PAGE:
At HowToSmile, you can find a ton of STEM activities for kids. All of the information is available for free. Plus, you can filter the results based on a range of criteria, including a child’s age, the material cost, and the amount of learning time required.

The topics span the gamut, ranging from life sciences to cooking to astronomy. There are even DIY projects for nanotechnology and special lists for events, like Earth Day, to keep your activities highly relevant to the time of year.

Using Homeschooling Websites for Lesson Planning

With so many homeschooling websites for early learning available, most parents simply can’t review everything at their disposal. If you want to use some of the options above for lesson planning, it’s often best to consider your learning objective first. That way, you can limit your resource search to that topic area.

However, do spend some time skimming every website before you get into the planning phases. Consider making a spreadsheet where you can list the site and some notes about what it has to offer, including the subjects it covers. Then, you can search your spreadsheet to see where you should look when you need some supplemental activities for a lesson.

7 Ways to Save Money on Kids’ Clothes (When They Are Growing Like Weeds)

kids clothing

Children can grow quickly. For many parents, keeping their kids in clothes is challenging. If your child is growing like a weed, it can put a strain on your budget. Finding ways to save money on kids’ clothes becomes essential. Otherwise, your children end up spending more time in clothing that doesn’t fit, and that isn’t ideal.

Luckily, there are some easy ways to reduce the cost of children’s clothes. Here are seven ways to save money on kids’ clothes.

1. Sell Old Clothes to Buy the Next Round

When your kid has outgrown their clothes, it isn’t just a signal to buy more stuff; it’s also a sign that the older items need to make their way out of your home. Instead of just tossing out what doesn’t fit, go through your child’s clothing. Identify pieces that are in good condition. Then, find a way to sell them.

If the weather is nice, you might want to throw a garage sale. You may be able to score a buck or two each for regular clothing, and a bit more for items like coats.

For times of the year when that won’t work, consider selling the used items on ThredUp, OfferUp, LetGo, Poshmark, eBay, or Facebook. Heading to a consignment shop might be a great alternative, too.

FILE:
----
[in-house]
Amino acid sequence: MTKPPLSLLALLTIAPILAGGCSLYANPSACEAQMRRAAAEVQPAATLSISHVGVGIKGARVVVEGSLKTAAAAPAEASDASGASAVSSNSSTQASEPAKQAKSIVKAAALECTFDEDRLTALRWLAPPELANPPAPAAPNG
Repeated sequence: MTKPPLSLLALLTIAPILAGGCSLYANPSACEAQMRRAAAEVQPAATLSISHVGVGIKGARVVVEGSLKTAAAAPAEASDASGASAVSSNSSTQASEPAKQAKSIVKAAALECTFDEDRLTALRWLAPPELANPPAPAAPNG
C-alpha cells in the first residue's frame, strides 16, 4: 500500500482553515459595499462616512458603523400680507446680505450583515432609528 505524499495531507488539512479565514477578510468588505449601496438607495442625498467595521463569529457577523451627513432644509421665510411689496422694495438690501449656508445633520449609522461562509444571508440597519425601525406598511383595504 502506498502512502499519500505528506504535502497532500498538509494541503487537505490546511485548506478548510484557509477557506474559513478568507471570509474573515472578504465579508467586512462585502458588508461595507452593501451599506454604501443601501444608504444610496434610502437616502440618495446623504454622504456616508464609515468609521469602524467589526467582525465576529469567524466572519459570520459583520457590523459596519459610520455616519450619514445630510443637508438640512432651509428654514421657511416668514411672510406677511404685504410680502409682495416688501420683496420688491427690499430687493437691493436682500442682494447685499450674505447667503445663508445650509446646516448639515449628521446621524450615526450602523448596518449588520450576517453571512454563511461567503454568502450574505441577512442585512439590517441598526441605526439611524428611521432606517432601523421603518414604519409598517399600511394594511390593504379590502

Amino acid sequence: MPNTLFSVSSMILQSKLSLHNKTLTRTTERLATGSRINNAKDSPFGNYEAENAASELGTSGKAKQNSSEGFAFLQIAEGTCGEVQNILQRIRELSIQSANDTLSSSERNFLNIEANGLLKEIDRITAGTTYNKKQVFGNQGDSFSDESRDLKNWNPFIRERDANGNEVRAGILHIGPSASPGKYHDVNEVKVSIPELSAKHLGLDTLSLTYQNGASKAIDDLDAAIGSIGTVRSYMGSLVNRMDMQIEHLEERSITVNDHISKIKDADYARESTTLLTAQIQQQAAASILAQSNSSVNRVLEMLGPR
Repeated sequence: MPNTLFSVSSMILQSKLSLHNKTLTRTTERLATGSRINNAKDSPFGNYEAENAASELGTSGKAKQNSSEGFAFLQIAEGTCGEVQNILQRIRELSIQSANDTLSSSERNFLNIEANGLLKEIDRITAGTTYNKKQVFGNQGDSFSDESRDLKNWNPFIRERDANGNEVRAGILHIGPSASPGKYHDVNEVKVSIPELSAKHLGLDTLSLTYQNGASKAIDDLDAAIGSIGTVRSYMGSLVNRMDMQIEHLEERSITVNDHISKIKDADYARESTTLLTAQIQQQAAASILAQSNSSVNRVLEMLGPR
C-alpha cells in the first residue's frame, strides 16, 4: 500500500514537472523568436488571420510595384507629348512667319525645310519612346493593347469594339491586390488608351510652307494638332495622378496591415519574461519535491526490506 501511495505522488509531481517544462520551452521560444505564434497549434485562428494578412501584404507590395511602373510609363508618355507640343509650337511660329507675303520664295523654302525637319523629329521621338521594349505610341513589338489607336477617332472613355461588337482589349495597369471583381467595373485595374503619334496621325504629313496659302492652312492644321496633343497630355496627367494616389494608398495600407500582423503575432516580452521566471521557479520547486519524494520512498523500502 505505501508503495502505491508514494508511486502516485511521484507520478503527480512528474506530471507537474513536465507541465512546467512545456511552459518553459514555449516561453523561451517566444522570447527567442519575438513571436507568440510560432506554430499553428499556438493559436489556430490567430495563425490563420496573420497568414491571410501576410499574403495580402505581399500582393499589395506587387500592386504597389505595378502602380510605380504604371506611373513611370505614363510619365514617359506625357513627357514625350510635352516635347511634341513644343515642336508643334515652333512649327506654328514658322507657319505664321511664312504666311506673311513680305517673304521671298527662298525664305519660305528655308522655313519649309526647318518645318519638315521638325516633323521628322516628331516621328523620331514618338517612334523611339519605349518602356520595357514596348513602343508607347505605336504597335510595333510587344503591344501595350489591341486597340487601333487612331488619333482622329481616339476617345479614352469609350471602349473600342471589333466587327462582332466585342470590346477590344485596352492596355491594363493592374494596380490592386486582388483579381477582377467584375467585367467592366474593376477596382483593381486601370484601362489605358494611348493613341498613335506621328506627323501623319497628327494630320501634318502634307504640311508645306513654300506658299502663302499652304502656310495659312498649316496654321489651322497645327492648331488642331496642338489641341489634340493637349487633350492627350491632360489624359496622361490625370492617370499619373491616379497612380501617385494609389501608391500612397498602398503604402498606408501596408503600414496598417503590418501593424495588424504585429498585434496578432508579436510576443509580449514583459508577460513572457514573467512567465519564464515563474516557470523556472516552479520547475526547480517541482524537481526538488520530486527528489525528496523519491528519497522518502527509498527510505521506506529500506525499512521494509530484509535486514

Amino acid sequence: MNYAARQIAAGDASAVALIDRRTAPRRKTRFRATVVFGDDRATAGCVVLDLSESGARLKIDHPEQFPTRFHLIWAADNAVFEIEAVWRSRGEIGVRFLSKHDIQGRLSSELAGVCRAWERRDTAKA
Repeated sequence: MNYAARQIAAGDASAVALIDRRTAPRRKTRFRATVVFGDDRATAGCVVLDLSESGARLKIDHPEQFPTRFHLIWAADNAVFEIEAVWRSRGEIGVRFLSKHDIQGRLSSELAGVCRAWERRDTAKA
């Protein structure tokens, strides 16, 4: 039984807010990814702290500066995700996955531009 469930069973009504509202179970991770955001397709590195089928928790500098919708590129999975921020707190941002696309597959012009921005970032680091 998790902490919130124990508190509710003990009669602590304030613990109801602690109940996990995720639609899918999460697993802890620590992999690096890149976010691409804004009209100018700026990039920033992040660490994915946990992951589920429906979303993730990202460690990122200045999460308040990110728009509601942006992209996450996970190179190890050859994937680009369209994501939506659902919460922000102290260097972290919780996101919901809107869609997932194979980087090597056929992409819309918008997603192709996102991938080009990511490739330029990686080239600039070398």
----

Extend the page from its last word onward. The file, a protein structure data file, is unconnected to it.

The idea is to gather up some extra cash by getting rid of the clothing that no longer fits your child. Then, you can use the proceeds to reduce the burden of the next round of clothes.

childrens clothing

2. Think Ahead, Then Shop on Clearance

Stores put clothing on clearance as the seasons change. The issue is, some of those items aren’t ideal for the weather you’re experiencing. As a result, getting new items that fit your child now isn’t necessarily the best move.

However, that doesn’t mean you can’t take advantage of these amazing prices. You just have to plan ahead. By seasonal clothes that are a bit too big for your kid today. Then, by the time the right season rolls around again, you’ve left room for them to grow, and there’s a decent chance it will fit when you need that type of attire.

3. Try Consignment Stores for Bargains

Consignment stores are like the fancier version of thrift stores. Usually, the standards regarding a clothing item’s condition are higher at consignment stores, so you might find options that are in better shape. Plus, the prices are still very reasonable, even if they are a bit more than you might pay at Goodwill.

Along with physical stores, like Once Upon a Child, you can also check out online options. Poshmark has a kids’ section, while Kidizen focuses on children’s fashion.

kids clothing

4. Shop the Right Thrift Stores to Up the Quality

Most thrift stores feature items that were donated by a member of the local community. That means, by heading to the right neighborhood, you might be able to find high-quality items at incredibly prices.